Another possibility, suggested by Greg Lawson, statehouse liaison and policy analyst with the Buckeye Institute, is to not replace the revenue stream at all.
“This is going to affect the whole budget,” Mr. Lawson said in an interview. “What do you do with further reforms for Medicaid? What do you do for local funding?”
At the local level, he said eliminating this revenue stream would force counties and transit authorities to be less dependent on the state for raising revenue, and would provide an incentive for them to either shave costs, possibly through more shared services, or raise new revenue locally.
“Honestly, this opens the door to broader conversations about how do you contain your costs at the local level all the way down to labor reform,” he said.
All Aboard Ohio Executive Director Ken Prendergast responded that transit agencies are getting only 1 percent of ODOT’s budget now. Instead, they should be getting at least 9 percent – commensurate with the share of households statewide without cars.
Worse, Ohio’s most populous counties are sending to Columbus more transportation tax dollars than they get back. Instead, their tax dollars are going to more rural counties which exacerbates urban sprawl and weakens existing transit tax bases. If we keep raising taxes in urban counties to compensate for losses in state funding, it will push out more jobs and people, especially those with the means to move, into newer communities and duplicating Ohio’s infrastructure needs.
“That leaves the poor behind, isolated in older, decaying neighborhoods where there are fewer available jobs,” Mr. Prendergast said. “In each Ohio metro area, only one in four jobs is accessible by public transportation now – a statistic that will worsen if local funding is increasingly the dominant funding mechanism for transit. Thus, increased state funding for public transportation must be part of any solution.”
For example, nearly all of Greater Cleveland was once contained wholly inside Cuyahoga County. It had a county population of 1.8 million when the Greater Cleveland Regional Transit Authority (GCRTA) was formed in 1974 and funded with a 1-cent, permanent, countywide sales tax. Since then, as Greater Cleveland’s population stayed stuck at 2.2 million yet sprawled into adjoining counties, Cuyahoga County’s population fell by 500,000.
With fewer people living in and buying things in the county, GCRTA’s sales tax revenues dropped by $68 million per year, according to Ken Sislak, vice president of the transportation consulting firm AECOM. No major city in the USA has cut more service-hours of transit since 2005 than GCRTA which is also facing a $600 million state-of-good-repair backlog. That includes a $280 million replacement of GCRTA’s 35-year-old rail fleet that keeps shrinking in size as more rail cars are cannibalized to keep the rest of the trains running.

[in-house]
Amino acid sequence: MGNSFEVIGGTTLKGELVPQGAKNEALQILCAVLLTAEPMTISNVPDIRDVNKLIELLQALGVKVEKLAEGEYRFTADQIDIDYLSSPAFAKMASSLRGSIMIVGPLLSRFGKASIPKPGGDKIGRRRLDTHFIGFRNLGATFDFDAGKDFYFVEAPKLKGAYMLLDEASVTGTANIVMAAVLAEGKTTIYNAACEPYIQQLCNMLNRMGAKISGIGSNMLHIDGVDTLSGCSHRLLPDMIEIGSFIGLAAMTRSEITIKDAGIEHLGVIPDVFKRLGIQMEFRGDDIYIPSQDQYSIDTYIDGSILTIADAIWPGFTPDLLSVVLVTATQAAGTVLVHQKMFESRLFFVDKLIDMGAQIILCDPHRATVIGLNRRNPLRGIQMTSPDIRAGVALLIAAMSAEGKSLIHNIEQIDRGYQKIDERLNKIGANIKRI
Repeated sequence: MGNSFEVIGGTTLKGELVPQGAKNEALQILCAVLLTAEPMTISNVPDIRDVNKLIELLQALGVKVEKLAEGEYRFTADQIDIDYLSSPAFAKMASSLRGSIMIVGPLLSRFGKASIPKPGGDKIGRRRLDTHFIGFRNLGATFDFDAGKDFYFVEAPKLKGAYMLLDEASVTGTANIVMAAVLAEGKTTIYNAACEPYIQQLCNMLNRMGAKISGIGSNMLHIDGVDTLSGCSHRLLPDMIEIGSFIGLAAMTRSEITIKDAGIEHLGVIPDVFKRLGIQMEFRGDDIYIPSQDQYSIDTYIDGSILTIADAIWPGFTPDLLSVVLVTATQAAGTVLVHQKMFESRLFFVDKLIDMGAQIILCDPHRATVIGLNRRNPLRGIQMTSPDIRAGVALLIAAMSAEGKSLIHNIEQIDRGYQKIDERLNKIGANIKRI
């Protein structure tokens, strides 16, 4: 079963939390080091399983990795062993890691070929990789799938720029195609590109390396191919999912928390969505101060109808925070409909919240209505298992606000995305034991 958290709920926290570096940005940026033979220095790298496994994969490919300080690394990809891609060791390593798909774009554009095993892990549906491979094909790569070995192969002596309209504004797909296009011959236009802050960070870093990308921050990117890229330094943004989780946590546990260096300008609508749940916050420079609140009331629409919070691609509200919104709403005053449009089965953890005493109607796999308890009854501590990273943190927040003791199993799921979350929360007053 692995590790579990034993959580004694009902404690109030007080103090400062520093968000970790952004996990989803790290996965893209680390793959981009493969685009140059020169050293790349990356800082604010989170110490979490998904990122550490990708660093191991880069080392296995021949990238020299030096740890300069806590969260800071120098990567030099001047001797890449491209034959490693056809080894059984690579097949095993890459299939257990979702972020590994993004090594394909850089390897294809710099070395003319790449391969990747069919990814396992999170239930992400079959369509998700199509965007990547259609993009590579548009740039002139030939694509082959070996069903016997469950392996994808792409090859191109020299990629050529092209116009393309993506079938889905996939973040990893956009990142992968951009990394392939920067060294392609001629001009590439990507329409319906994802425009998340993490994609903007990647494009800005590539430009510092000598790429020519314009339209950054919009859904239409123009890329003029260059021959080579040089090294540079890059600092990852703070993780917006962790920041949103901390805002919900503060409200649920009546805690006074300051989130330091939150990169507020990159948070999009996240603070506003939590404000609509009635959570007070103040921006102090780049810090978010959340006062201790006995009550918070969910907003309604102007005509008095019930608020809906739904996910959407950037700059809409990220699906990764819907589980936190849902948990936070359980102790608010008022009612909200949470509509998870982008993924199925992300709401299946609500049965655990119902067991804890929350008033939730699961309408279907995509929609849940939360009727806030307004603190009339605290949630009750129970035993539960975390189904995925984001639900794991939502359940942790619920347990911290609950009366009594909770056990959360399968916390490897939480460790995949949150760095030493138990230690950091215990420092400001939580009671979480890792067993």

This year, GCRTA addressed a $7 million shortfall with $3.5 million in savings from painful cuts to rail and bus services and another $3.5 million generated by raising fares. Those actions usually create a death spiral for transit agencies. The MCO sales tax hit to GCRTA is projected to be $18 million in 2017 and rising above $20 million thereafter, all of which may have to be addressed by route and service cuts, not fare hikes. If so, it would represent a hit to services six times worse than this year’s cuts and will deny access to jobs, education and health care for thousands of Greater Clevelanders.
Other Ohio transit agencies that depend on sales taxes like the Central Ohio Transit Authority (COTA) will face hard times, too. COTA is looking at a budget cut of $7 million in next year and rising each year thereafter. That represents a loss of about 5 percent of COTA’s budget which had seen funding increases and supporting expanded services in the past year with hopefully more to come. But that may be put on the back burner.
In Cincinnati, the situation with the Southwest Ohio Regional Transit Authority (SORTA) is nearly as desperate as Cleveland RTA’s, although it doesn’t depend on sales taxes. Instead SORTA, which provides service throughout Hamilton County, depends on an earnings tax paid by people who live and work in the City of Cincinnati. It’s a geographically limiting funding source established four decades ago before Cincinnati sprawled outward. SORTA is facing annual shortfalls of $20 million or more starting in 2018. SORTA would like to expand to connect job-seekers to more jobs but can’t afford to do so. A county-wide sales tax levy for transit might be sought but the SORTA postponed that decision, probably until 2017.
Lorain County, the most populous in Ohio without any dedicated funding for transit, is also considering a sales tax levy to fund Lorain County Transit. But with the uncertainties about the MCO sales taxes, county officials want to keep more of the new sales tax, if passed by voters this fall, to shore up their own sagging budget. Ohio counties that levy sales taxes for transit are Cuyahoga, Franklin, Lake, Mahoning, Montgomery, Portage, Stark and Summit.
The Ohio Public Transportation Association contributed to this article.